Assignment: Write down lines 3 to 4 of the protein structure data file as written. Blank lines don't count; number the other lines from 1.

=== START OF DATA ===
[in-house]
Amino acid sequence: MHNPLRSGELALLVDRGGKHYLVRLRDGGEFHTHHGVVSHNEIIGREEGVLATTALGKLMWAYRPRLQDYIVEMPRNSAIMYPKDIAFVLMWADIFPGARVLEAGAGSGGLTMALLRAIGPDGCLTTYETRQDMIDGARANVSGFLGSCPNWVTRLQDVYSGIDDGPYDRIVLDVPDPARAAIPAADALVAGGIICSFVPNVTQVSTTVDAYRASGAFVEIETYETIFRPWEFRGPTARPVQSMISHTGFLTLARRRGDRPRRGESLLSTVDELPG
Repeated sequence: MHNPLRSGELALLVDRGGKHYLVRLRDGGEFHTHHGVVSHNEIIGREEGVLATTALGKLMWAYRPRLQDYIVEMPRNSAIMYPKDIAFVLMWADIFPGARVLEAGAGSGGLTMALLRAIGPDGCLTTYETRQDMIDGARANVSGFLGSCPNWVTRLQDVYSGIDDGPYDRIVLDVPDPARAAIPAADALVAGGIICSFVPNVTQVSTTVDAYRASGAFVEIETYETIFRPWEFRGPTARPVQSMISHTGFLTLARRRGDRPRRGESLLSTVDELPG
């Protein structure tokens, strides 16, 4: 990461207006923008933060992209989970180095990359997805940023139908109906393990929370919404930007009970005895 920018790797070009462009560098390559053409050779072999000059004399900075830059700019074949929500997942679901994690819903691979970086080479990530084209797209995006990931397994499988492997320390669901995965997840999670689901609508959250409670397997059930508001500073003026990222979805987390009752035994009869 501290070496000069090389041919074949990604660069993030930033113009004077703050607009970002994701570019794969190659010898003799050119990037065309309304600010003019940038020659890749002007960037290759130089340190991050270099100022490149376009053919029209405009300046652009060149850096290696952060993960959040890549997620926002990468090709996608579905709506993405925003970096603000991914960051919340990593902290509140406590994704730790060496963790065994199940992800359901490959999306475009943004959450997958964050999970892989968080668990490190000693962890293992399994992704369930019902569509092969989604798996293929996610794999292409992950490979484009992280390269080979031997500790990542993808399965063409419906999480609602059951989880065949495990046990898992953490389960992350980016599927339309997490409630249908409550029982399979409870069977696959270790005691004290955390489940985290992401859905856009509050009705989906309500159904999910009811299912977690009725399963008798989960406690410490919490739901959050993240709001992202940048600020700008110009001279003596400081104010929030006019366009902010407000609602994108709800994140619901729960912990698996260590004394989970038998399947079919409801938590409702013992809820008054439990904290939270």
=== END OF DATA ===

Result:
Repeated sequence: MHNPLRSGELALLVDRGGKHYLVRLRDGGEFHTHHGVVSHNEIIGREEGVLATTALGKLMWAYRPRLQDYIVEMPRNSAIMYPKDIAFVLMWADIFPGARVLEAGAGSGGLTMALLRAIGPDGCLTTYETRQDMIDGARANVSGFLGSCPNWVTRLQDVYSGIDDGPYDRIVLDVPDPARAAIPAADALVAGGIICSFVPNVTQVSTTVDAYRASGAFVEIETYETIFRPWEFRGPTARPVQSMISHTGFLTLARRRGDRPRRGESLLSTVDELPG
């Protein structure tokens, strides 16, 4: 990461207006923008933060992209989970180095990359997805940023139908109906393990929370919404930007009970005895 920018790797070009462009560098390559053409050779072999000059004399900075830059700019074949929500997942679901994690819903691979970086080479990530084209797209995006990931397994499988492997320390669901995965997840999670689901609508959250409670397997059930508001500073003026990222979805987390009752035994009869 501290070496000069090389041919074949990604660069993030930033113009004077703050607009970002994701570019794969190659010898003799050119990037065309309304600010003019940038020659890749002007960037290759130089340190991050270099100022490149376009053919029209405009300046652009060149850096290696952060993960959040890549997620926002990468090709996608579905709506993405925003970096603000991914960051919340990593902290509140406590994704730790060496963790065994199940992800359901490959999306475009943004959450997958964050999970892989968080668990490190000693962890293992399994992704369930019902569509092969989604798996293929996610794999292409992950490979484009992280390269080979031997500790990542993808399965063409419906999480609602059951989880065949495990046990898992953490389960992350980016599927339309997490409630249908409550029982399979409870069977696959270790005691004290955390489940985290992401859905856009509050009705989906309500159904999910009811299912977690009725399963008798989960406690410490919490739901959050993240709001992202940048600020700008110009001279003596400081104010929030006019366009902010407000609602994108709800994140619901729960912990698996260590004394989970038998399947079919409801938590409702013992809820008054439990904290939270």